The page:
Sa'yo Lamang Director: Laurice Guillen (Tanging Yaman, I Love You Goodbye) Starring: Bea Alonzo, Lorna Tolentino, Christopher de Leon, Coco Martin, Enchong Dee, Miles Ocampo, Shaina Magdayao
Sa'yo Lamang is a modern take on Tanging Yaman, not that the latter should be modernized because it's so last decade. Oh wait, Tanging Yaman was shown last decade. There are many similarities between the two: the title that pertains to a religious song, the broken family, the sick matriarch, the ensemble treatment, and the central themes of forgiveness and faith. However, Sa'yo Lamang is like a little sister trying to follow the footsteps of her successful older sister.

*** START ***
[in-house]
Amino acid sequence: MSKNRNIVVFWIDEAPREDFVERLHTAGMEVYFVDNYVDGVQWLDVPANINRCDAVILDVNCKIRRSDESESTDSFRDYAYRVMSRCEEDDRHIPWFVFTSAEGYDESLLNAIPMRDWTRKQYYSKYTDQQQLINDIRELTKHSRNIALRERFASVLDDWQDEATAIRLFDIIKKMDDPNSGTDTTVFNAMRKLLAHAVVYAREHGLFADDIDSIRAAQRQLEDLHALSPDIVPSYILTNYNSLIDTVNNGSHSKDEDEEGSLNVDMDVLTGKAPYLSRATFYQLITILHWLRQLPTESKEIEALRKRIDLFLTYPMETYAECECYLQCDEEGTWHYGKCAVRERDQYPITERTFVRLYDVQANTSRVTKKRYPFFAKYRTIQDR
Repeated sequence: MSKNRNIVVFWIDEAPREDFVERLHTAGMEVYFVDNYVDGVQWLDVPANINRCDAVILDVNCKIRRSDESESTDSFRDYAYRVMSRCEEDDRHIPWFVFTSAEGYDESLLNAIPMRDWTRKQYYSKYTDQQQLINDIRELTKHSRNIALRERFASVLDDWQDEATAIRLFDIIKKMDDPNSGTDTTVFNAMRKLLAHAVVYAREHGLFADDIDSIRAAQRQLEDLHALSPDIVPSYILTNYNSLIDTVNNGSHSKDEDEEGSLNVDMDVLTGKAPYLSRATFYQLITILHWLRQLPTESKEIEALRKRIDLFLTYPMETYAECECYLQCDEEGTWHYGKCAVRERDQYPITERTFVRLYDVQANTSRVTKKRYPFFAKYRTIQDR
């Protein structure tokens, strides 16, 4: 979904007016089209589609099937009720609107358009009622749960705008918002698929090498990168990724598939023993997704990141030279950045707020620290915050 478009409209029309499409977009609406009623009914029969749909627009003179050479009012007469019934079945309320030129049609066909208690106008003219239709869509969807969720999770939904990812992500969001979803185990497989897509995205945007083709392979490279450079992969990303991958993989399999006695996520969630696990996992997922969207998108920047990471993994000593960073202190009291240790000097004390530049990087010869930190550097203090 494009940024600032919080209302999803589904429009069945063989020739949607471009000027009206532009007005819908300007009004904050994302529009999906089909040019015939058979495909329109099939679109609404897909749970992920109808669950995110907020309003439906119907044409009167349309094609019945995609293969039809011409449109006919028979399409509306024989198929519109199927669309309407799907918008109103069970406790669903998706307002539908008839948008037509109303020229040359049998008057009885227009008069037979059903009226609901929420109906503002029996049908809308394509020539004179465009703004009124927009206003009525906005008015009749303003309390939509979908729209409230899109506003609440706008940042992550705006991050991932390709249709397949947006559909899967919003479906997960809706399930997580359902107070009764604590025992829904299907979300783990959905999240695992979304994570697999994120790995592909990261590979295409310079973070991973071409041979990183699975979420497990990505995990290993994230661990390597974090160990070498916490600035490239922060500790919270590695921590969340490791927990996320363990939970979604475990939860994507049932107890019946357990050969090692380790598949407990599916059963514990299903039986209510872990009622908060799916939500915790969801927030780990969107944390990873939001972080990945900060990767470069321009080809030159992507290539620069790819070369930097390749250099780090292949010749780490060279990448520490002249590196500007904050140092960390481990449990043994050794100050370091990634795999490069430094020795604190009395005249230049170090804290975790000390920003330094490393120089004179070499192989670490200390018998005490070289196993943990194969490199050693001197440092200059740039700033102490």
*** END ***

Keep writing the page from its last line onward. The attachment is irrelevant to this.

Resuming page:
I'm not saying that Sa'yo Lamang is no good. There is just nothing new. But it's better than any of the rom-coms Star Cinema has produced this year. The central drama (the one that involves the dutiful eldest daughter) is strong and the characters are beautifully flawed. Just five minutes into the movie, you'll hear members of the audience sobbing because of Bea Alonzo's cussword scene with Christopher de Leon. This is Bea's acting vehicle and best work to date. A real tear-jerker.
Director: Pierre Coffin and Chris Renaud Featuring the voices of: Steve Carrell, Jason Segel, Russell Brand, Julie Andrews
If you look into the dictionary to search for the meaning of the word despicable, you won't find anything that will describe this film. There is nothing vile or mean or awful or despicable about Despicable Me. Instead, the film is funny and adorable and touching and charming. Despite some slapstick, its overall humor is solid and the characters are memorable: the bidang-kontrabida Gru, the minions, and three girls (most especially Agnes).